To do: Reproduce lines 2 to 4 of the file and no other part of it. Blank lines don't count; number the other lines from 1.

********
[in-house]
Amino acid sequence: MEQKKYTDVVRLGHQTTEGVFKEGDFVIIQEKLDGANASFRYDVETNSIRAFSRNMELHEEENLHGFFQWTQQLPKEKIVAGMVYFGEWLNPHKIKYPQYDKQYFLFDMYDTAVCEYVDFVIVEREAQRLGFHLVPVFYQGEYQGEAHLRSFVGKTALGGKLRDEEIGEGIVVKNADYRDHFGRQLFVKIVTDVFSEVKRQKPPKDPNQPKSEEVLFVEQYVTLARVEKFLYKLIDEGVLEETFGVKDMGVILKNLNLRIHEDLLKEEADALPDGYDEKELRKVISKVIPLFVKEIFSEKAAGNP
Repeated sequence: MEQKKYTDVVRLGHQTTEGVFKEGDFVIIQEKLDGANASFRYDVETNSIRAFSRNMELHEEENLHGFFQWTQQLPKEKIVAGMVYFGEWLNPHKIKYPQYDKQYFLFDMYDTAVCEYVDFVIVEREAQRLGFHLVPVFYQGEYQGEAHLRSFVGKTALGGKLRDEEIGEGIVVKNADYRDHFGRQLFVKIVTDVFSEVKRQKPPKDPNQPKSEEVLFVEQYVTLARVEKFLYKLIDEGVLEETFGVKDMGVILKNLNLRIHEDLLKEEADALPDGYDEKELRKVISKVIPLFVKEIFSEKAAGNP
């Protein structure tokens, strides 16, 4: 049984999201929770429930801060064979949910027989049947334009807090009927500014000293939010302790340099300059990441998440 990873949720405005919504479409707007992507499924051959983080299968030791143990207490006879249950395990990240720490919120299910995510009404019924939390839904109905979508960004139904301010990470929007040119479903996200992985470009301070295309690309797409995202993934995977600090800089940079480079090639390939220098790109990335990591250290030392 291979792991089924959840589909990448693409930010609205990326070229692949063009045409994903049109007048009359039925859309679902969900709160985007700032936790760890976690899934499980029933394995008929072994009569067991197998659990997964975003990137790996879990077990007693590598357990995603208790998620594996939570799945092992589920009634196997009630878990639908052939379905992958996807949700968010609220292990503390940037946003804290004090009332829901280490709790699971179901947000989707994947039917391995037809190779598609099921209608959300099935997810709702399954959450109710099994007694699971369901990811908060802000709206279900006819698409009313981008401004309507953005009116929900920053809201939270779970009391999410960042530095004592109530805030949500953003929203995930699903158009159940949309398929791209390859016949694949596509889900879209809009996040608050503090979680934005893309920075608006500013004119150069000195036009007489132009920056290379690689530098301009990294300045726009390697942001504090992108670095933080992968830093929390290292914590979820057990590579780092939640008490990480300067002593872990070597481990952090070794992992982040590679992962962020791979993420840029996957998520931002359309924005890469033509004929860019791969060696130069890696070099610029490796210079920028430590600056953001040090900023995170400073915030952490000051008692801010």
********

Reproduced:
Amino acid sequence: MEQKKYTDVVRLGHQTTEGVFKEGDFVIIQEKLDGANASFRYDVETNSIRAFSRNMELHEEENLHGFFQWTQQLPKEKIVAGMVYFGEWLNPHKIKYPQYDKQYFLFDMYDTAVCEYVDFVIVEREAQRLGFHLVPVFYQGEYQGEAHLRSFVGKTALGGKLRDEEIGEGIVVKNADYRDHFGRQLFVKIVTDVFSEVKRQKPPKDPNQPKSEEVLFVEQYVTLARVEKFLYKLIDEGVLEETFGVKDMGVILKNLNLRIHEDLLKEEADALPDGYDEKELRKVISKVIPLFVKEIFSEKAAGNP
Repeated sequence: MEQKKYTDVVRLGHQTTEGVFKEGDFVIIQEKLDGANASFRYDVETNSIRAFSRNMELHEEENLHGFFQWTQQLPKEKIVAGMVYFGEWLNPHKIKYPQYDKQYFLFDMYDTAVCEYVDFVIVEREAQRLGFHLVPVFYQGEYQGEAHLRSFVGKTALGGKLRDEEIGEGIVVKNADYRDHFGRQLFVKIVTDVFSEVKRQKPPKDPNQPKSEEVLFVEQYVTLARVEKFLYKLIDEGVLEETFGVKDMGVILKNLNLRIHEDLLKEEADALPDGYDEKELRKVISKVIPLFVKEIFSEKAAGNP
């Protein structure tokens, strides 16, 4: 049984999201929770429930801060064979949910027989049947334009807090009927500014000293939010302790340099300059990441998440 990873949720405005919504479409707007992507499924051959983080299968030791143990207490006879249950395990990240720490919120299910995510009404019924939390839904109905979508960004139904301010990470929007040119479903996200992985470009301070295309690309797409995202993934995977600090800089940079480079090639390939220098790109990335990591250290030392 291979792991089924959840589909990448693409930010609205990326070229692949063009045409994903049109007048009359039925859309679902969900709160985007700032936790760890976690899934499980029933394995008929072994009569067991197998659990997964975003990137790996879990077990007693590598357990995603208790998620594996939570799945092992589920009634196997009630878990639908052939379905992958996807949700968010609220292990503390940037946003804290004090009332829901280490709790699971179901947000989707994947039917391995037809190779598609099921209608959300099935997810709702399954959450109710099994007694699971369901990811908060802000709206279900006819698409009313981008401004309507953005009116929900920053809201939270779970009391999410960042530095004592109530805030949500953003929203995930699903158009159940949309398929791209390859016949694949596509889900879209809009996040608050503090979680934005893309920075608006500013004119150069000195036009007489132009920056290379690689530098301009990294300045726009390697942001504090992108670095933080992968830093929390290292914590979820057990590579780092939640008490990480300067002593872990070597481990952090070794992992982040590679992962962020791979993420840029996957998520931002359309924005890469033509004929860019791969060696130069890696070099610029490796210079920028430590600056953001040090900023995170400073915030952490000051008692801010």